Interpretation of the Lived Experiences of Los Angeles County Hispanic Male Leaders: An Exploration of the Impact of Mentorship on Ascension Into Executive Leadership

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As demographically diverse public organizations tend to produce policy outcomes that reflect the interests of all represented groups, including disadvantaged communities, how underrepresented ethnic groups in public leadership positions such as Hispanic males ascend to senior-level positions is significant. As the Hispanic population grows exponentially in the United States, one should see a commensurate growth in Hispanic executive leadership to accommodate the needs of its consumers and constituents in public and private enterprises. However, among chief executives of all U.S. organizations in the public and private sectors, 29.3% are women, 4.3% are African American, 5.4% are Asian, and 7.4% are Hispanic (U.S. Bureau of Labor Statistics, 2013). Hispanics have seemingly remained underrepresented in these and other leadership roles relative to their numbers in the U.S. population. This qualitative study examined the impact of mentoring as a vehicle for career ascension through my interpretation of the lived experiences of Hispanic male leaders in LA County, a predominantly Hispanic-populated region comprising 48.6% or 4.9 million Hispanics of approximately a 9.8 million population. This study aimed to facilitate human resource organizations in creating organizational strategies to aid in creating diverse workforces. The attribution and role modeling theories undergird this study to enable an understanding of the mentoring phenomenon related to producing motivation for career ascension. Following Moustakas’s (1994) transcendental phenomenological method, I conducted 11 open-ended qualitative interviews with various Hispanic male senior-level leaders from LA County and extracted the essence of their statements for analysis in contextual settings associated with this ethnic group to gauge impact. This analysis manifested significant themes that were categorized into four nonmutually exclusive primary mentoring dimensions: career support, negative experiences, psycho-social support, and role modeling. From this conceptual framework, I found that most experiences in these mentoring dimensions produced enhanced motivation stemming from enriched self-efficacy leading to positive work performance and career-related outcomes. This study’s findings identified the following ideas of interest: individuals are adaptative in low-mentor or adverse settings, cross-gender mentoring is beneficial, family support is instrumental to academic and career advancement in Hispanics, and professional networks can be vital in amassing social capital from mentoring relationships.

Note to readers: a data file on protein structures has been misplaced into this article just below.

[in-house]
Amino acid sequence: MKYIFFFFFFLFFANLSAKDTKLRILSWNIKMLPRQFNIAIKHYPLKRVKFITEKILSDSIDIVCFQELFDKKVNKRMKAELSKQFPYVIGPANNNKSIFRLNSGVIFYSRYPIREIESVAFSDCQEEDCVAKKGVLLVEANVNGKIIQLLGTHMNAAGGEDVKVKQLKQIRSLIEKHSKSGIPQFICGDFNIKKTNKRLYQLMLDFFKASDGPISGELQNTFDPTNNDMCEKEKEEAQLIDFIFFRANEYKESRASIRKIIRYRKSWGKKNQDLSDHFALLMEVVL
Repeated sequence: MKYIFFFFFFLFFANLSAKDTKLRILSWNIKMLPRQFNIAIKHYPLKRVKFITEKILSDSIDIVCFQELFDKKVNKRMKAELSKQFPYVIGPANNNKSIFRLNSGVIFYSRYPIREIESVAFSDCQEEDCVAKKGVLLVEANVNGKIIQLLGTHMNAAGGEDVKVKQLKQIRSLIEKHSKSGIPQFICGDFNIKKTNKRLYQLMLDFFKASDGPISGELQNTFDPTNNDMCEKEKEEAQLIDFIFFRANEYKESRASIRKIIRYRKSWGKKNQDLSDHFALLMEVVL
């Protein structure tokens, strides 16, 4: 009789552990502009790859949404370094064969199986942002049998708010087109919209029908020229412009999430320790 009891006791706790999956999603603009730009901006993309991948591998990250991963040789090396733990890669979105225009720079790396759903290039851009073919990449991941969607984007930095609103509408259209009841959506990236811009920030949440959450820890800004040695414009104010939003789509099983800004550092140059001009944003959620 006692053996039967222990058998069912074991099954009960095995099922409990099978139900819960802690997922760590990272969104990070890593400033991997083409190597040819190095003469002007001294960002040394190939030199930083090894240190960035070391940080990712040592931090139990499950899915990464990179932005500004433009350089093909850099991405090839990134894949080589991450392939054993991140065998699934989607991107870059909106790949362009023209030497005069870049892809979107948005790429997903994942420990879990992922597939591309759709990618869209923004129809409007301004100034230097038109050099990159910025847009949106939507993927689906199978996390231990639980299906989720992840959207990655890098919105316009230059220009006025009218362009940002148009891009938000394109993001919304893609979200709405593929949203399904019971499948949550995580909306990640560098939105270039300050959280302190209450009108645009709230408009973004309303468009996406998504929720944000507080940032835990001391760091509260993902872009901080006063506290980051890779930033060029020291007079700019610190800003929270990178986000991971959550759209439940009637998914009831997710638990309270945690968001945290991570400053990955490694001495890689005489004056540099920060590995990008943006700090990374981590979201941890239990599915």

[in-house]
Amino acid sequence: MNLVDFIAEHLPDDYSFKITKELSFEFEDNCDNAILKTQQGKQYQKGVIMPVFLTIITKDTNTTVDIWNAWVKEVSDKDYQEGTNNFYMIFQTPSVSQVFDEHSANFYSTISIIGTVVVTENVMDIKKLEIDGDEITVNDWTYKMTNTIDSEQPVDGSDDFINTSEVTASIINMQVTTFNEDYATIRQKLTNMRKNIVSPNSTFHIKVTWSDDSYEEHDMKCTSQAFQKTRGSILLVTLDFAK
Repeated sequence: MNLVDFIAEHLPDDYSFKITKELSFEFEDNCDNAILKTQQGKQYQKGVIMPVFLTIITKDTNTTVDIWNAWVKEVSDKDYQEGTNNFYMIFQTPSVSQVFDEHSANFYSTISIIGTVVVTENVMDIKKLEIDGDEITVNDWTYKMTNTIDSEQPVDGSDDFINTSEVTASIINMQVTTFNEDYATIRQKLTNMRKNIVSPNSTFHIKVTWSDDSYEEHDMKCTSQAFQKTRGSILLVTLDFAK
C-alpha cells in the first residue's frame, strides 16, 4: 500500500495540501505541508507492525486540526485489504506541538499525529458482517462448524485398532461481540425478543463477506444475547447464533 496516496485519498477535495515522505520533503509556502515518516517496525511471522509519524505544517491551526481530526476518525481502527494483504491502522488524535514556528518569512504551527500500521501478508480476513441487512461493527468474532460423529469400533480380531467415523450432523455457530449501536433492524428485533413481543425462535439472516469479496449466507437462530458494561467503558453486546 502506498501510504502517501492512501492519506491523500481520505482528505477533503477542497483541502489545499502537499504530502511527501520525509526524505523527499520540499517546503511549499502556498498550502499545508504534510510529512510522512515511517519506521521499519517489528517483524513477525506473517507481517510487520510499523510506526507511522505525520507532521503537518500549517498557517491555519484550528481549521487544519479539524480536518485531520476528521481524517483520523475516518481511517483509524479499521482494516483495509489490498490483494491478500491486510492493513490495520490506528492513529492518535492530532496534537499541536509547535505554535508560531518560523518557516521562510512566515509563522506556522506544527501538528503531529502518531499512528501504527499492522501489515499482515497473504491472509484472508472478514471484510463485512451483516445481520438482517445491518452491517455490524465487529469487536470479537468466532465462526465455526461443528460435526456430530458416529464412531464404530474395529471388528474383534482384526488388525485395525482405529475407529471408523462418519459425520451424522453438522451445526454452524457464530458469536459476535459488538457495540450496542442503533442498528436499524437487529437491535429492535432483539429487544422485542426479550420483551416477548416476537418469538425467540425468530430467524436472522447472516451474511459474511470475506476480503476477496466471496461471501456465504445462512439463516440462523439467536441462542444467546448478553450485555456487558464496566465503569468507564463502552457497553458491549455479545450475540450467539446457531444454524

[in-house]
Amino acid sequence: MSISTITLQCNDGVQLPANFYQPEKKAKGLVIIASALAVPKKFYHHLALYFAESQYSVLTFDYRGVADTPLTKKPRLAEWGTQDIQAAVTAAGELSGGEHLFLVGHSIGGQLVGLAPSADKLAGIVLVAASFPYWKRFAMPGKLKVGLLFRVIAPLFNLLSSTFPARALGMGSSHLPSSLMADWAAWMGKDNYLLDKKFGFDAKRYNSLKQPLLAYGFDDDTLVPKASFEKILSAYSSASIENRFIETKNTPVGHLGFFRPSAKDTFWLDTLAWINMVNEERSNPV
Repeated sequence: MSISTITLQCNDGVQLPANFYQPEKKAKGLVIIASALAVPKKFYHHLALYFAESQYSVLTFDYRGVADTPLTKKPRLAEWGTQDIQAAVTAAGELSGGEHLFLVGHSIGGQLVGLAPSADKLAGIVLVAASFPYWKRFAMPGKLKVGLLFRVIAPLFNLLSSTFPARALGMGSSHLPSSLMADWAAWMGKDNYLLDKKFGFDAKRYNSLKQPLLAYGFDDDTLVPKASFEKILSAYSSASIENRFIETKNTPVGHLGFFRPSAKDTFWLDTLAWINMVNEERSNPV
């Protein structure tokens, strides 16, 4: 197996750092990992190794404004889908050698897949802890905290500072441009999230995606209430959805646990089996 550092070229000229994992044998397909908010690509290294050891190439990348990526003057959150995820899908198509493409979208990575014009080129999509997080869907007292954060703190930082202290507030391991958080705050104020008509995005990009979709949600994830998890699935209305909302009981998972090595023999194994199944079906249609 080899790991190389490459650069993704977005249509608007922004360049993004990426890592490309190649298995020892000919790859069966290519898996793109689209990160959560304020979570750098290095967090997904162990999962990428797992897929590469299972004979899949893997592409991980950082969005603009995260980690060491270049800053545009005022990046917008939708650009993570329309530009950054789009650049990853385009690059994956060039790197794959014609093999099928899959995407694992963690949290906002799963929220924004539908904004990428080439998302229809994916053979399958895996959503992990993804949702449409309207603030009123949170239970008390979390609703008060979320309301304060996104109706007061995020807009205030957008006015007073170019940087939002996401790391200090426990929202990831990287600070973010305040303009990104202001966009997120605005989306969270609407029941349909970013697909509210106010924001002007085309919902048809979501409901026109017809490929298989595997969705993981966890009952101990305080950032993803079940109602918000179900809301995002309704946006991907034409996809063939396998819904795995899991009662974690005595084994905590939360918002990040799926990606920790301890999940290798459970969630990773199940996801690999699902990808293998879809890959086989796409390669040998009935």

A dissertation submitted in partial fulfillment of the requirements for the degree Doctor of Public Administration
Public Administration, Organizational Behavior